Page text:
“If you‘re in that alternative world,“ Reznor says, “with record sales which cap oft at about one to two hundred thousand, and you haven‘t been embraced by MTV and radio, it‘s easy to stay at that level and maintain your integrity and fans still like you. You get big and your base collapses because they all feel betrayed. I was guilty of that as a consumer, but it‘s weird to see we‘re now at that level where people that put you up there are die first to be catching the next train out, because people that aren‘t that cool are learning about you. It‘s kind of disheartening. I would assume Nirvana are going through that, too.

“There‘s a troubling climate with MTV right now. If your number comes up on the roulette wheel, that‘s good—but is it good? Where does Pearl Jam go from here? The thrill of it‘s gone, I think. For example, who wants to go see INXS live, when every 10 minutes their video‘s on TV? I‘m like, STOP, you know? I don‘t think anything on Broken would be able to do that anyway, but my biggest fear would be getting into that sort of mass overload where people go, ‘I used in like the song but I‘m sick of it, it‘s on every five minutes.‘ To make sure that won‘t happen we‘ve done some things in make sure we don‘t get played. We just did a video for ‘Happiness in Slavery‘ that won‘t get shown on MTV. There‘s no chance.”

That‘s the understatement of the week. The video shows a naked man strapped to a torture machine being systematically dismembered. Nice close-ups of metal claws tearingins nipples and testicles. Talk about testing Interscope‘s dedication!

“It‘s extreme,“ Reznor says, “but if I saw that I‘d say, ‘Yeah!‘ It doesn‘t stop even at the point of good taste. It goes over. When you saw Madonna‘s ‘Erotica‘ video you were let down. After all that [hype] when I saw her Sex book, I wanted in see come shots, I wanted to see bestiality.“

Reznor smiles, sighs and looks up. “I threw my life out of balance when I started doing this,“ he says, “as I‘m sure all musicians do. I‘m not very well-rounded and I can‘t maintain a personal life very actively and try to make a record that takes every waking minute of my consciousness. I‘ve just been trying to figure out what I really want in do and coming to terms with realizing that I can‘t be well-rounded for several years. I want to dedicate the next x number of years of my life in pushing it in the ultimate extreme of what I can do musically, and then at some point say, ‘I can‘t stand it any more, I‘m going in shift gears.‘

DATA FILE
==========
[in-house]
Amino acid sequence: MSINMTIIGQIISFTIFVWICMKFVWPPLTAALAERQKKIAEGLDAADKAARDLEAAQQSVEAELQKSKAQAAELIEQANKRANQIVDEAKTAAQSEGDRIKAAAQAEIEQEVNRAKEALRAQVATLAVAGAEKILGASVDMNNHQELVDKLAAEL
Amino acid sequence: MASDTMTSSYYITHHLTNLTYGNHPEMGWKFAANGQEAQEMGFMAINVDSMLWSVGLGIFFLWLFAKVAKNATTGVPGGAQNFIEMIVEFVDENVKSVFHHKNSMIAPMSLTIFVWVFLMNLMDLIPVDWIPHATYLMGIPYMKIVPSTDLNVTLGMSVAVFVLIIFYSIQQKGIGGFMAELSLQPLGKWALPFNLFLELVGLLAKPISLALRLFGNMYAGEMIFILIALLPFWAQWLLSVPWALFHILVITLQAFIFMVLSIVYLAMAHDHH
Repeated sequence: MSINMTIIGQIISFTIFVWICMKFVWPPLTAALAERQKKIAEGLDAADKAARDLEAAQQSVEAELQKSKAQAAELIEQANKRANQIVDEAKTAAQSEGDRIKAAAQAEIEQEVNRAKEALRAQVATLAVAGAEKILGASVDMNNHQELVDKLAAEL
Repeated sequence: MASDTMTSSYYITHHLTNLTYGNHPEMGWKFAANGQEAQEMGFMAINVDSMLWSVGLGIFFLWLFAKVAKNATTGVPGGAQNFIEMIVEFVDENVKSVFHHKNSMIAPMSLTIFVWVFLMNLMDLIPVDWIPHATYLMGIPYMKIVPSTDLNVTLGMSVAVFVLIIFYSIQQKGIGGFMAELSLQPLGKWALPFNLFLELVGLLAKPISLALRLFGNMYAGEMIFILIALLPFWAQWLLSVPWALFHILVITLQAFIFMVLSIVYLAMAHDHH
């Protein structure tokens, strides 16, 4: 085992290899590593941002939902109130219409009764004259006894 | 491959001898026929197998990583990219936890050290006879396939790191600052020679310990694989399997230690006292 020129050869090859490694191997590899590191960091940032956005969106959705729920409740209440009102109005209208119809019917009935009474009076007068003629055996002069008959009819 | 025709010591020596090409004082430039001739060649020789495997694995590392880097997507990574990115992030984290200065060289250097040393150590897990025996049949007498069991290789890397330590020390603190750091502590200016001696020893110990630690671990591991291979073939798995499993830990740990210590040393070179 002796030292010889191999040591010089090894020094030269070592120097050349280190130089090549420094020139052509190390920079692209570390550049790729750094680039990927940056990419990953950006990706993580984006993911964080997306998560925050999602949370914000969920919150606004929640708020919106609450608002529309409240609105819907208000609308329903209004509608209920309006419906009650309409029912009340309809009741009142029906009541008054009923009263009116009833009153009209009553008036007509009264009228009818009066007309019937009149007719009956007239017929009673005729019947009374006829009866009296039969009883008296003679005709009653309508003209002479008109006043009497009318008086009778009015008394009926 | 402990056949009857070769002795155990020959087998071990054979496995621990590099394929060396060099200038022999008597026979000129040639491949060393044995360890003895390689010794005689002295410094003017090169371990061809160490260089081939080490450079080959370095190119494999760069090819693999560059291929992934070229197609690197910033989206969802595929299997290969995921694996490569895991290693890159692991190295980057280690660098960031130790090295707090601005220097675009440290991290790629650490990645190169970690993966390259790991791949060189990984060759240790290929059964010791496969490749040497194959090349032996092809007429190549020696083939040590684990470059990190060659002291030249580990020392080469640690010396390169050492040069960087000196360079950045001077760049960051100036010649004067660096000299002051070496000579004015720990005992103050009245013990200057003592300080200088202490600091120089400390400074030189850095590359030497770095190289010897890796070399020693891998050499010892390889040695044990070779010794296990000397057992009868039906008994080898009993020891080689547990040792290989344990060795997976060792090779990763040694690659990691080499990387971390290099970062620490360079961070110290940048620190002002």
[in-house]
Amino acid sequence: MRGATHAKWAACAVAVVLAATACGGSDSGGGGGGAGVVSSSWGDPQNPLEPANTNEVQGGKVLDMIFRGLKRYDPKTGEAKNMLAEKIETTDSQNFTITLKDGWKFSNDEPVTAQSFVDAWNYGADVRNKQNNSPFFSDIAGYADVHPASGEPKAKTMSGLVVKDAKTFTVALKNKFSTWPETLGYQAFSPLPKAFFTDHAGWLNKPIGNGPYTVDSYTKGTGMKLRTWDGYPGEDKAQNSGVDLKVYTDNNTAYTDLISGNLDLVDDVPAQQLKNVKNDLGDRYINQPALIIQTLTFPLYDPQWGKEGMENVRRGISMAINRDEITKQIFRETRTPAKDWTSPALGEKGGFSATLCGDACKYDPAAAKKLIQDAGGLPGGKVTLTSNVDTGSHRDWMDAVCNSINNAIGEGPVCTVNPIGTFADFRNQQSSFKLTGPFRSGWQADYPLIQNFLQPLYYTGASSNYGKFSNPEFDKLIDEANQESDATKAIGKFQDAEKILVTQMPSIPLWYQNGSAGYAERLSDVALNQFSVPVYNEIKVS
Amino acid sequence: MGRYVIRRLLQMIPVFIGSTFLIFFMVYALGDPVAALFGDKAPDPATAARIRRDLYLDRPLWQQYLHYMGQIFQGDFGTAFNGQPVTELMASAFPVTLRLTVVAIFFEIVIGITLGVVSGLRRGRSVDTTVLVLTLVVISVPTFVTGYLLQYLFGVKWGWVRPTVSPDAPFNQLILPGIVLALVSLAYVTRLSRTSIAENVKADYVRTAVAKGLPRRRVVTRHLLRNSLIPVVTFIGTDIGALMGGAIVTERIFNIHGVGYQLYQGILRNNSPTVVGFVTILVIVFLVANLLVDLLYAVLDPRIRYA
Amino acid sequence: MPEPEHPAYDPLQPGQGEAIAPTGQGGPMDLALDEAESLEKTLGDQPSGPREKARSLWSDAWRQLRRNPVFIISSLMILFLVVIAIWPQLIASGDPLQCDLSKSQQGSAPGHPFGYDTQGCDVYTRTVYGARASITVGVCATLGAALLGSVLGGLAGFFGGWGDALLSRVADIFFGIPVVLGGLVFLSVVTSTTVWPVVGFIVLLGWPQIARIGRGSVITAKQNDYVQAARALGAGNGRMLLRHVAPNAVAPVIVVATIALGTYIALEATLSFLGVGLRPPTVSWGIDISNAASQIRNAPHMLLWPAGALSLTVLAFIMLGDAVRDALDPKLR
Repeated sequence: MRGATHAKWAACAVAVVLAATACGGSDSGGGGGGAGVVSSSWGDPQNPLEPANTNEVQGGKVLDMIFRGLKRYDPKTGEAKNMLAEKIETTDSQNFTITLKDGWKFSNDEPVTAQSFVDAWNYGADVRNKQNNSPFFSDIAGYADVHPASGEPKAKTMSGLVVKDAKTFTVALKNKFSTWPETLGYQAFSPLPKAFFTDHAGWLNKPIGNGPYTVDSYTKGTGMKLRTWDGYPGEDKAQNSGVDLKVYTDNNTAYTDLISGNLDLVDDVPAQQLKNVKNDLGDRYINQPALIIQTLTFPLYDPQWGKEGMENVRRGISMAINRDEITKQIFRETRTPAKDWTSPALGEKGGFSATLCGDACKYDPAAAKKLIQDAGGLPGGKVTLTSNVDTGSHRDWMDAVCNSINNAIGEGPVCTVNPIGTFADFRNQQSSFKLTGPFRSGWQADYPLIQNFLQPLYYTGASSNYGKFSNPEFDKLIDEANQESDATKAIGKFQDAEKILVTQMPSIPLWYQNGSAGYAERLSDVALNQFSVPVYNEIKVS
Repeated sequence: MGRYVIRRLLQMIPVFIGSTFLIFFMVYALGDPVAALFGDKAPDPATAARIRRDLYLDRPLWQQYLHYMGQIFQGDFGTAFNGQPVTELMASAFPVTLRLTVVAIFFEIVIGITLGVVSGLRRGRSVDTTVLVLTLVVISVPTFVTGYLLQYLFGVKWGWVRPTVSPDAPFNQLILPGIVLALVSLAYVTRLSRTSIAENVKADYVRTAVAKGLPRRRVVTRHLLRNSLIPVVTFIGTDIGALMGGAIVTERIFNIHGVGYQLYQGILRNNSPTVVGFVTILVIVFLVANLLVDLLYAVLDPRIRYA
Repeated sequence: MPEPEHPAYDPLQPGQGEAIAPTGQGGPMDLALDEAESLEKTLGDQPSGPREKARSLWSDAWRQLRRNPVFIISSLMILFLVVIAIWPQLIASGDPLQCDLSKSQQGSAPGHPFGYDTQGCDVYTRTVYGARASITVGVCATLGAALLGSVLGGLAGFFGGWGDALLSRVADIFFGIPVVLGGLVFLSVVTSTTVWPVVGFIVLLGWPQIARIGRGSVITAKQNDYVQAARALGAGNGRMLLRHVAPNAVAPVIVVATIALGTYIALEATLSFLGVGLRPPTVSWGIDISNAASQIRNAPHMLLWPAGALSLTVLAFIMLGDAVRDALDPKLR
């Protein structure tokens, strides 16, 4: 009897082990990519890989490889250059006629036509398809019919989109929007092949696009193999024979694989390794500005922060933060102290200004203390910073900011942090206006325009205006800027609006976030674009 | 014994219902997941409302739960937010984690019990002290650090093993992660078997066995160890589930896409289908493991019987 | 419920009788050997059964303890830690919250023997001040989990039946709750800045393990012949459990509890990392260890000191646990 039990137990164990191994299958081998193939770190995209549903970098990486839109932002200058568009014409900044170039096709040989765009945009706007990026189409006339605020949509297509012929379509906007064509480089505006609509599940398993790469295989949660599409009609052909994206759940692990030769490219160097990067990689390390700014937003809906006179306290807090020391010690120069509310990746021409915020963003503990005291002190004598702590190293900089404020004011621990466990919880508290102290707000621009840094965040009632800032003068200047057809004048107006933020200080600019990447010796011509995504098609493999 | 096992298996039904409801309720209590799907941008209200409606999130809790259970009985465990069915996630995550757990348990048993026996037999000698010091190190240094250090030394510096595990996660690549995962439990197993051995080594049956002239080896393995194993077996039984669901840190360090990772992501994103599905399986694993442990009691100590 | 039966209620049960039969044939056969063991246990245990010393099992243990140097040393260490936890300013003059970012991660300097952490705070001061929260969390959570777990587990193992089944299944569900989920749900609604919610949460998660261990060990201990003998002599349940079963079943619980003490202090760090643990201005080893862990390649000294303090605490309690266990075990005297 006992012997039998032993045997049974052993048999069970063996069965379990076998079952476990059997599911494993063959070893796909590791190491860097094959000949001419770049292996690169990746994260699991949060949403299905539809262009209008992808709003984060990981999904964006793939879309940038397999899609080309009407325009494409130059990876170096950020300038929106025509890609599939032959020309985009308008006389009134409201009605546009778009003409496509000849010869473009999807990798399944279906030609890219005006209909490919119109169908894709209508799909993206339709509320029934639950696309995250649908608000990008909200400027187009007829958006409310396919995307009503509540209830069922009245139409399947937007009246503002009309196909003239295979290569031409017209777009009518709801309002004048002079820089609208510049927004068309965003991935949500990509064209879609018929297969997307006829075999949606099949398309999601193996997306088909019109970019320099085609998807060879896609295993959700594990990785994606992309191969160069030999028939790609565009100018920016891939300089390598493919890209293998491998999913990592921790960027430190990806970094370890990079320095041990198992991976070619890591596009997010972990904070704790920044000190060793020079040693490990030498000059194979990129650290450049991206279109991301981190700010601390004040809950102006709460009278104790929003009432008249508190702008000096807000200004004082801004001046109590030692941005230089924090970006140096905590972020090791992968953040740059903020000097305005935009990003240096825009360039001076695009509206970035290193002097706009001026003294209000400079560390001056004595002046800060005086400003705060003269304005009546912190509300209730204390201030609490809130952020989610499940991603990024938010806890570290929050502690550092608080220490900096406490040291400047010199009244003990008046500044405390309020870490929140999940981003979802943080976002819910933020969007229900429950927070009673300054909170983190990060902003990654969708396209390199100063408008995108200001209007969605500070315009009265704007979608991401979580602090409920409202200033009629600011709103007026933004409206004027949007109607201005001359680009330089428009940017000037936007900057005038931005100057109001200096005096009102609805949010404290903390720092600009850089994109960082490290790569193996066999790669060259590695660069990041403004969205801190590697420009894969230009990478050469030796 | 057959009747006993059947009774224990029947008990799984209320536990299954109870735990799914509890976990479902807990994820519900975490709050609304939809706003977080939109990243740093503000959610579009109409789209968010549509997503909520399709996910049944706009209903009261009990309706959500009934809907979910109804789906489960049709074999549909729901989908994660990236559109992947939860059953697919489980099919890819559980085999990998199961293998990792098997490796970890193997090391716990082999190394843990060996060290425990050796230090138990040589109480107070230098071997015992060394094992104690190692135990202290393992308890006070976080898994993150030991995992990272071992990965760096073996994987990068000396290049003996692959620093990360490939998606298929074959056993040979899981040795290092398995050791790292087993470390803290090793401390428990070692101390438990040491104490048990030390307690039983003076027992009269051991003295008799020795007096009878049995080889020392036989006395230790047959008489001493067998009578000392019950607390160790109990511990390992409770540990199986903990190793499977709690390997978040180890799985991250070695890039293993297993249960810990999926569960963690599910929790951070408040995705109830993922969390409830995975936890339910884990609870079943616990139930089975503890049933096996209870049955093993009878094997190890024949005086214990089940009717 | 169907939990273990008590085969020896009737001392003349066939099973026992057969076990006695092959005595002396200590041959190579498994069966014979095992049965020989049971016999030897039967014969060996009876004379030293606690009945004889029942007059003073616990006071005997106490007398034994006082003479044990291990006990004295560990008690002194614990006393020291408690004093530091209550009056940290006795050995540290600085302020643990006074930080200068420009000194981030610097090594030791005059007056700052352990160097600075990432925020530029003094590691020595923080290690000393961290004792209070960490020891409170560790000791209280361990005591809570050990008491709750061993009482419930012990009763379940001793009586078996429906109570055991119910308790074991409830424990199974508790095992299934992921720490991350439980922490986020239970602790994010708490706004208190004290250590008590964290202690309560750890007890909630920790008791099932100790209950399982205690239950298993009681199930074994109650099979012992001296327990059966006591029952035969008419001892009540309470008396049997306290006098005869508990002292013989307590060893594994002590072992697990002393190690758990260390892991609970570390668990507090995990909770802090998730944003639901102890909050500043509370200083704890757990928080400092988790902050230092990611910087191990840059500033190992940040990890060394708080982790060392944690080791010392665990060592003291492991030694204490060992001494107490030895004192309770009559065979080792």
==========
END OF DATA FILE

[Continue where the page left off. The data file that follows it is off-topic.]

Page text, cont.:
“There‘s a lot of fun things,“ he adds, “a lot of  cool things, but I can‘t say I feel totally fulfilled in life. I‘m now envious of my friends who have normal lives, who are envious of me because I‘m on a magazine somewhere. I‘m not bitching, I‘m just coming to terms.“

Broken Equipment

Making Broken, Trent Reznor relied most on a Macintosh Quadra with Opcode‘s Studio Vision. “Studio Vision is the ultimate recording tool for me,“ Reznor says. “It changed the way I write “ Also in Reznor‘s quiver are two Akai S-1100 samplers, a Mini Moog, a Prophet VS, “a lot of Oberheim Expander,“ a Sequential Circuits Pm-1 and an Arp 2600. On his guitars Reznor uses a Zoom 9030, which he also uses to record his voice (“It‘s the secret to all my vocals“). And which guitar might that be, Trent? A Gibson Explorer through a Demeter tube preamp (“also great for vocals“) and a Marshall 9000 series amp. Reznor‘s strings are GHS Boomers. His main vocal mike is an AKG 414. He also has a Fender Precision bass which he runs through  “a Demeter tube direct thing.“ Okay, what are we forgetting? Trent sits back and lets his mind wander through his studio. He sees an Eventide H3500, Digidesign Pro-Tools, an Opcode Studio 5 and Turbo Synth software. Reznor‘s latest purchase is an AMEC Mozart Console.